If, however, you truly enjoy politics, there was none better on view than the open-faced lobbying displayed brazenly by Betfair Group, Ltd, the world’s leading exchange wagering Internet bookmaker, posing as one its subsidiaries. Here, too, it matters not on which side of the issue you fall on. What was fascinating to witness was how skilled people were at employing the conceit of research to pull off a sales promotion and how gullible audiences became when told they were being let on to scientific findings.

Betfair’s TVG division commissioned Christiansen Capital Advisors, LLC to produce a 141-page “independent study” – wink, wink - that concluded that exchange wagering was all good; in fact, a must for the sport if it wanted to attract younger bettors and a compliment to the traditional tote system. If you saw the Academy Award-winning documentary Inside Job, Christiansen’s shameless report comes across like the film’s many examples of made-up reports written by professors and experts who were paid to pimp the questionable practices of financial institutions that led to recession.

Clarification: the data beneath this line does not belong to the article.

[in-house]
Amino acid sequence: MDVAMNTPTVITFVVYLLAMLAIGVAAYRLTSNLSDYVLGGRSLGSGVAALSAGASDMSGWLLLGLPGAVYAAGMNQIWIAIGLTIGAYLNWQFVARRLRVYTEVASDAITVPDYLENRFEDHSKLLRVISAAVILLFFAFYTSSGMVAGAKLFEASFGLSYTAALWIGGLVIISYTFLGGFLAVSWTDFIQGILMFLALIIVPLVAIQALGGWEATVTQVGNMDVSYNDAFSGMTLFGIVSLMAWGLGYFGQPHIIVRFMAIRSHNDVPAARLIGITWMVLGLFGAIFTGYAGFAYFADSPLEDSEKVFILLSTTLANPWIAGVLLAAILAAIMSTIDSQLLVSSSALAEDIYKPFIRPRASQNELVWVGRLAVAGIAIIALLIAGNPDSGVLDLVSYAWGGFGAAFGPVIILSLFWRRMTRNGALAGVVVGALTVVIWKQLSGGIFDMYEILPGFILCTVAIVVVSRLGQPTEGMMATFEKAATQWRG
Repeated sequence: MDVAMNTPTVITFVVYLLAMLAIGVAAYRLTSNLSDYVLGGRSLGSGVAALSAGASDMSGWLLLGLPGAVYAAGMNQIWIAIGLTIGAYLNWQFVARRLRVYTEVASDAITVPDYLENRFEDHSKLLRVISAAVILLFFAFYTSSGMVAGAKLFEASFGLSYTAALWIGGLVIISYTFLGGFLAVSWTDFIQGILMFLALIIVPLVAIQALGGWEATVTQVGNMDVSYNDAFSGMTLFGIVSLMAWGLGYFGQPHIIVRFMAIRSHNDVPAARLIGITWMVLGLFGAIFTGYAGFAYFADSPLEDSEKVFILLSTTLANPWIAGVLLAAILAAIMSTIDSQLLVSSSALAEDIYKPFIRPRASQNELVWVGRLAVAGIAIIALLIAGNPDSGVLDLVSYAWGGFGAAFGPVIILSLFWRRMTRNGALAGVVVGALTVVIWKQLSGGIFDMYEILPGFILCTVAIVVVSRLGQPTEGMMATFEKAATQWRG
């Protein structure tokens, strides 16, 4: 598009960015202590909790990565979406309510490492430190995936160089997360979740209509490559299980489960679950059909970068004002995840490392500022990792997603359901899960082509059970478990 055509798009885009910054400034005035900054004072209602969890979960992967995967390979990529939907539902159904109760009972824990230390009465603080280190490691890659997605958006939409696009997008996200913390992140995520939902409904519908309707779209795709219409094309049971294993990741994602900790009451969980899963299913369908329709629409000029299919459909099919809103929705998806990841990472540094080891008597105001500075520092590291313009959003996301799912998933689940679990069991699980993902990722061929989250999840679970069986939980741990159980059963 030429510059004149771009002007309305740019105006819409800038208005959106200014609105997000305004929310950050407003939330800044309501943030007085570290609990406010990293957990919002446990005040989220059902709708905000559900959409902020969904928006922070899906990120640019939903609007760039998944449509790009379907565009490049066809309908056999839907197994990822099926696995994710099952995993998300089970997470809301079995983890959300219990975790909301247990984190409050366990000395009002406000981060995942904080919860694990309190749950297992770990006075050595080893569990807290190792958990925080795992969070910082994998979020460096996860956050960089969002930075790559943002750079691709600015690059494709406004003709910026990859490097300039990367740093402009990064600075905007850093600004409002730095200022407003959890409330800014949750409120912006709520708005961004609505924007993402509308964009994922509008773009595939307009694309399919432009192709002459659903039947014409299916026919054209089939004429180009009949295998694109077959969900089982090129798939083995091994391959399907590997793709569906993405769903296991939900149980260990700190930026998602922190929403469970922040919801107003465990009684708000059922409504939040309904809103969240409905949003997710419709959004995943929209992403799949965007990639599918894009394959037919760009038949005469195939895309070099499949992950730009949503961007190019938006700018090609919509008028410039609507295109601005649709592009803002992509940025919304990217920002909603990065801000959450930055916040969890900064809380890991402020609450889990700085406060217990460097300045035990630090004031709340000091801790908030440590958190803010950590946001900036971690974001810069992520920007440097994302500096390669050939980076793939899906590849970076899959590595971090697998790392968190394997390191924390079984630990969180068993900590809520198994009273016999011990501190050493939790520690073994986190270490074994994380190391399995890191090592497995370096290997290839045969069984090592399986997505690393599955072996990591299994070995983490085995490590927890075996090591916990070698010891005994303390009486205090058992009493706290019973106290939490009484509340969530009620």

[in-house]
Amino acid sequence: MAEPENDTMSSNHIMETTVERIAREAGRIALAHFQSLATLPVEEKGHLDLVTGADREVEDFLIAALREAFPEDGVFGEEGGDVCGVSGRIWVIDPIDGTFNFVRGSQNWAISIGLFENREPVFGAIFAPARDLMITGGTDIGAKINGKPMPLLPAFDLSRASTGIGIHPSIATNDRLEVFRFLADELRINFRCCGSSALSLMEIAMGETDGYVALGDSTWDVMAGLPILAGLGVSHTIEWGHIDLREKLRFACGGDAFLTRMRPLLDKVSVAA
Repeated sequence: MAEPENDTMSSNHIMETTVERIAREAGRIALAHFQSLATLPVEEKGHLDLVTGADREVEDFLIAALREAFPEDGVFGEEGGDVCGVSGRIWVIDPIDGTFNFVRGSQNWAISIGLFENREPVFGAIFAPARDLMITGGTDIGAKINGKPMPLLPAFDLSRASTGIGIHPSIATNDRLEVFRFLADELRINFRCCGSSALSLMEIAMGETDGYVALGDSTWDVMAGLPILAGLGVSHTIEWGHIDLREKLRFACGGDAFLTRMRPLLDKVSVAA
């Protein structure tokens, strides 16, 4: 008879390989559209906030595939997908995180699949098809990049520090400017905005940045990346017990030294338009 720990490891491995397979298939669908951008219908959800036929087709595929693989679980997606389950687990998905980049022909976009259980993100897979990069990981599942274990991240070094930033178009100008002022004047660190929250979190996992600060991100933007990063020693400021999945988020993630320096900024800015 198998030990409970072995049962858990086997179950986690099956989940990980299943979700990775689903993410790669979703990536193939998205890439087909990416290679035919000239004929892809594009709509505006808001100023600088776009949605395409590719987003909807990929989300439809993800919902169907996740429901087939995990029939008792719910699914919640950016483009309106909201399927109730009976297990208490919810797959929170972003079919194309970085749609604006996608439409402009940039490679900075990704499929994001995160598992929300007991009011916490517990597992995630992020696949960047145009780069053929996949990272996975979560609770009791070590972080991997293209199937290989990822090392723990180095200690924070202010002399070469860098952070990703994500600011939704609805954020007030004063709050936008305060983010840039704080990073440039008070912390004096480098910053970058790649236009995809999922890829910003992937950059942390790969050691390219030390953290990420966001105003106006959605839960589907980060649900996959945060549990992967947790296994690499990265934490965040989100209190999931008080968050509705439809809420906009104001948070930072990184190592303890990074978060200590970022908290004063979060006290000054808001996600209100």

If you come across Christiansen’s report cold, it will seem like a media guide. The report offers numbers, graphs and narrative ad nauseam. It is also jam-packed with factoids, probably to make it seem weighty. You can learn, for example, that all but two of 60 British racecourses were established before 1927. You can read an endorsement in support of exchange wagering from a former British Foreign Secretary that was proffered in 2004.